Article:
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Weiss: Analysis Says That Aging Veterans at Greater Risk of Alzheimer’s Disease

Monday, October 02, 2017

 

On Monday, October 2, at a press conference  USAgainstAlzheimer’s, (UsA2), along with veterans groups, plan to release an issue brief, “Veterans and Alzheimer’s Meeting the Crisis Head on,” with data indicating that many older veterans will face a unique risk factor for Alzheimer’s as a direct result of their military service.  

Following the release of this issue brief, on Tuesday evening at a reception in room 106 of the Dirksen Senate Office Building, UsA2, a Washington, DC-based Alzheimer’s advocacy group whose mission is to stop Alzheimer’s disease by 2020, will launch VeteransAgainstAlzheimer’s (VA2), a national network of veterans and their families, military leaders, veterans groups, researchers, and clinicians, to focus on raising awareness of the impact of Alzheimer’s and other dementias on active and retired military service members. 

Dramatic Increase in Veterans with Alzheimer’s

Forty nine percent of those aging veterans age 65 ((WW2, Korea, Vietnam and even younger veterans, from the Iraq and Afghanistan conflicts in the coming decades), are at greater risk for Alzheimer’s compared to 15 percent of nonveterans over age 65, note the authors of the issue brief.  “There is a clear and compelling obligation for greater support to meet the needs of veterans with Alzheimer, they say.   

The issue brief pulls together research study findings released by the U.S. Department of Veteran’s Affairs (VA).  On study estimates that more than 750,000 older veterans have Alzheimer’s disease and other dementias, another noting that the number of enrollee with Alzheimer’s grew 166 percent from roughly 145,000 in 2004 to 385,000 in 2014.         

The “Minority communities are at greater risk for Alzheimer’s and minority veterans are predicted to increase from 23.2 percent of the total veteran population in 2017 to 32.8 percent in 2037, says a VA study.

The issue brief also cites study findings that indicate that older veterans who have suffered a traumatic brain injury (TBI) are 60 percent are more likely to develop dementia,  Twenty-two percent of all combat wounds in Afghanistan and Iraq were brain injuries, nearly double the rate seen during Vietnam – increasing these younger veterans’ lifetime Alzheimer’s risk.

 Veterans also face a multitude of barriers to effective Alzheimer’s diagnosis and care, including a complex Veteran’s Administration health system, a lack of understanding about available benefits, and a stigma related to brain and mental health, say issue brief authors.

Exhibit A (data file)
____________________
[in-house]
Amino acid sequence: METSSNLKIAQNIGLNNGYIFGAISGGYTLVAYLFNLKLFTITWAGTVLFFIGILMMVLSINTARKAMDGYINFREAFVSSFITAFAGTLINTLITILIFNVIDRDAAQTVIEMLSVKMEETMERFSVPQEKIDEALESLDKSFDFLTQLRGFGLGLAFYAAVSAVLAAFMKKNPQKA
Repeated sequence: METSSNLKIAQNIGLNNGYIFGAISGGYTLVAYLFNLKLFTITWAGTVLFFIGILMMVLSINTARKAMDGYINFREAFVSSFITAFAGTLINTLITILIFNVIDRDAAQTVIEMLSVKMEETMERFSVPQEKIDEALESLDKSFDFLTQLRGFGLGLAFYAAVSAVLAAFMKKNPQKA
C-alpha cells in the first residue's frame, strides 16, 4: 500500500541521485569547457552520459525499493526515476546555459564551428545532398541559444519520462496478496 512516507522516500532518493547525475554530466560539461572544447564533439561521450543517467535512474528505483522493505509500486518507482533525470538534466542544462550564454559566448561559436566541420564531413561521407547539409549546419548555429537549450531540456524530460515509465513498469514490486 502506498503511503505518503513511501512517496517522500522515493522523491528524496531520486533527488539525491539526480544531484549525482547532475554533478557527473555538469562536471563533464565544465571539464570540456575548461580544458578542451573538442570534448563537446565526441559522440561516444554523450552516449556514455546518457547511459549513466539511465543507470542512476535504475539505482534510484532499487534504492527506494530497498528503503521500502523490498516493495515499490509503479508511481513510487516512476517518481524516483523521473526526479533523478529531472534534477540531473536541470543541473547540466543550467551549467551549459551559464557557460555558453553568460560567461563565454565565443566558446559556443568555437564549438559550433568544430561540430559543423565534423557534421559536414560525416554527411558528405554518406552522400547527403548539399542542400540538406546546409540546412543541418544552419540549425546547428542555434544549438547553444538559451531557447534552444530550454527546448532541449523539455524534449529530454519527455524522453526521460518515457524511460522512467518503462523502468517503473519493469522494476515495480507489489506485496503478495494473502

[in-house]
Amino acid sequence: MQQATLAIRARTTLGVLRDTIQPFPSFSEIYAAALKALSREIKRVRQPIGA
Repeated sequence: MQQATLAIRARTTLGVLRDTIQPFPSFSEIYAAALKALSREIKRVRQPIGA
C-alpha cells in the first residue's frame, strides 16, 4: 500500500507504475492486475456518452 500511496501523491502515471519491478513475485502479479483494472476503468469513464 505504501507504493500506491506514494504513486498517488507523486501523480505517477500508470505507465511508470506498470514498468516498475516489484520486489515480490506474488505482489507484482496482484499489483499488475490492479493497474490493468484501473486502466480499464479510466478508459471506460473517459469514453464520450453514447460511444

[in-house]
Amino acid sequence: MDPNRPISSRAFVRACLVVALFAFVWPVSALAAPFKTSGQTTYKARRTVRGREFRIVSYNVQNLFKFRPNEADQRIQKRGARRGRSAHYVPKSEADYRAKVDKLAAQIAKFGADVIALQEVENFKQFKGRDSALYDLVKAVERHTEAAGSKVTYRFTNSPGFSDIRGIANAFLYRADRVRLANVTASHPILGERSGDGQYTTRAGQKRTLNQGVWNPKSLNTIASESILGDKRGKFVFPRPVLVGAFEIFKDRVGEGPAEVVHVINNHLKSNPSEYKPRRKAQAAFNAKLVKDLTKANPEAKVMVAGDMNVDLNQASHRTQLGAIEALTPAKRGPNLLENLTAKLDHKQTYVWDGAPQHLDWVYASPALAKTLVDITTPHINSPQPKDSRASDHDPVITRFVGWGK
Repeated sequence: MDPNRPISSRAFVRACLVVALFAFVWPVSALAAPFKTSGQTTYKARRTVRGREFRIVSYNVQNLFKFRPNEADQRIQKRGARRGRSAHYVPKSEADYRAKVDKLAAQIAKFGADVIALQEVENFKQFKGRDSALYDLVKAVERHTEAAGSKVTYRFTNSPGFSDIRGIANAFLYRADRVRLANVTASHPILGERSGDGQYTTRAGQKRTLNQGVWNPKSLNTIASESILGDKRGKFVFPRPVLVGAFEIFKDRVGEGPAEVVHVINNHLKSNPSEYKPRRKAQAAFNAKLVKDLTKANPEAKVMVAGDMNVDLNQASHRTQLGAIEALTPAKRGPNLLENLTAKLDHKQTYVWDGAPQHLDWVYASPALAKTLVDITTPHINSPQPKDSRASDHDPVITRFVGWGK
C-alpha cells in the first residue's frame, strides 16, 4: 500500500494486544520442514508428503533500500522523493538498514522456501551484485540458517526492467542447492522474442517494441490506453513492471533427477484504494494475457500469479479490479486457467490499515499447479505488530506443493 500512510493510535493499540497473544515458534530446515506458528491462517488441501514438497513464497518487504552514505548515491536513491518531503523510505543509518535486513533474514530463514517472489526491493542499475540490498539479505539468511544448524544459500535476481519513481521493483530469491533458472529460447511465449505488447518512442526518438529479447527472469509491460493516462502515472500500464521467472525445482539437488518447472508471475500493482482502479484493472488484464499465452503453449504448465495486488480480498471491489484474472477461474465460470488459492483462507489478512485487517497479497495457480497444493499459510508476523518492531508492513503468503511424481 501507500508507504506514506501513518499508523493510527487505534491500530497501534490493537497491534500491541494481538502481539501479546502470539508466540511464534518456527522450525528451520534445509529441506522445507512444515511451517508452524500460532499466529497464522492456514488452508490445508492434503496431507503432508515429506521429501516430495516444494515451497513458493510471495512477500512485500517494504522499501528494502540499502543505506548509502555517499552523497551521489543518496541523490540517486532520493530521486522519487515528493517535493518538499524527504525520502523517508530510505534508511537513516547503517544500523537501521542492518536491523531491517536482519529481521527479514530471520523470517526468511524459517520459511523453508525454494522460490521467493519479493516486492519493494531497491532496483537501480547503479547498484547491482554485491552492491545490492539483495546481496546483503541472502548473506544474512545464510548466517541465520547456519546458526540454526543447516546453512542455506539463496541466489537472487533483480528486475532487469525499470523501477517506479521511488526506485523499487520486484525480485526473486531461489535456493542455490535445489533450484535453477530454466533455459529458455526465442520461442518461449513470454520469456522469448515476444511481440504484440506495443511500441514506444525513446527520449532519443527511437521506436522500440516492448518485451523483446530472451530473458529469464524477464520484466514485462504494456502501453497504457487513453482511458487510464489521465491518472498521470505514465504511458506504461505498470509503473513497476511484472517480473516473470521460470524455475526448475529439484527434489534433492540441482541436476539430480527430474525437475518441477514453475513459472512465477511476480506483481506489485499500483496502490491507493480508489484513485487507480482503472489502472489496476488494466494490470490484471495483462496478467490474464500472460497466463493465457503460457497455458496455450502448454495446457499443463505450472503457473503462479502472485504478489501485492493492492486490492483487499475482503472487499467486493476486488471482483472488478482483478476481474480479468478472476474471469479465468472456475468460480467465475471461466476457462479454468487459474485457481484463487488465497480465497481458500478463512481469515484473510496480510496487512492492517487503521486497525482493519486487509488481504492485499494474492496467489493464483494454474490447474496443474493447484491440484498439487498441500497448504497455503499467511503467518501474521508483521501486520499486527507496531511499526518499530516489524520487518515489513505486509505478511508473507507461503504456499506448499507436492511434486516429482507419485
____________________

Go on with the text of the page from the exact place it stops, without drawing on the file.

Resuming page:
George Vradenburg, UsA2’s Chairman and Co-Founder, sums up the message to Congress and federal and state policy makers in the released issue brief: “We need to understand so much more about why brain injuries sustained in battle put veterans at greater risk for Alzheimer’s.  We must encourage veterans to participate in clinical studies to learn about the long-term effects of brain injuries, so we can do everything in our power to mitigate the impact on those who have given so much to this country.”         

A Call for Funding…

When former Lt. Gov. Elizabeth Roberts released Rhode’s Alzheimer’s plan in 2013, to guide and coordinate the state’s efforts to care for those with debilitating Alzheimer’s and those who care for them, she called the report a ”living document, ” to be continuing updated as needed.  With the 5-year update of the State’s plan being due June 2019, to be submitted to the Rhode Island General Assembly, Lt. Gov. Dan McKee and the Executive Board of the Alzheimer’s disease and related disorders working group, roll up their sleeves to meet that legislative deadline.   

McKee and his Alzheimer’s plan working group are now turning to philanthropic organizations, like the Rhode Island Foundation, to fund their efforts to update the State’s Alzheimer’s plan.  Yes, it costs money to do this and with the incidence of Alzheimer’s increasing in the Ocean State, lawmakers and state policy makers need an updated plan to provided them with a road map to effectively utilize state resources and dollars to provide care for those afflicted with debilitating cognitive disorder.

In 2013, 24,000 Rhode Islanders were afflicted with Alzheimer’s disease and other cognitive disorders and this number will continue to grow each year.  With the state being so small, every Rhode Islander is personally touched, either caring for a family member with the cognitive disorder or knowing someone who is a caregiver or patient.

Funding from the Rhode Island General Assembly and philanthropic organizations are needed to get the ball rolling on the state Alzheimer’s plan.  When updating, don’t forget the needs of Rhode Island’s aging veterans.

Founded in 2010, UsAgainstAlzheimer’s has worked to secure the national goal of preventing and effectively treating Alzheimer’s by 2025 and to assist in securing nearly $500 million in additional public funding for Alzheimer’s research over the past few years.  The nonprofit’s global efforts has influenced the leaders of the world’s most powerful nations, the G7, to embrace a similar 2025 goal and to call for greater levels of research investment and collaboration to combat Alzheimer’s . Finally, UsAgainstAlzheimer’s works to forge pharmaceutical industry commitments to improve efficiencies for an expedited drug discovery and approval process. For more information click here. 

For details on the updating of Rhode Island’s Alzheimer’s Plan, call the office of Lt. Gov. Dan McKee at (401) 222-2371.

 

Herb Weiss, LRI’12 is a Pawtucket writer covering aging, healthcare and medical issues. To purchase Taking Charge: Collected Stories on Aging Boldly, a collection of 79 of his weekly commentaries, go to herbweiss.com.

 

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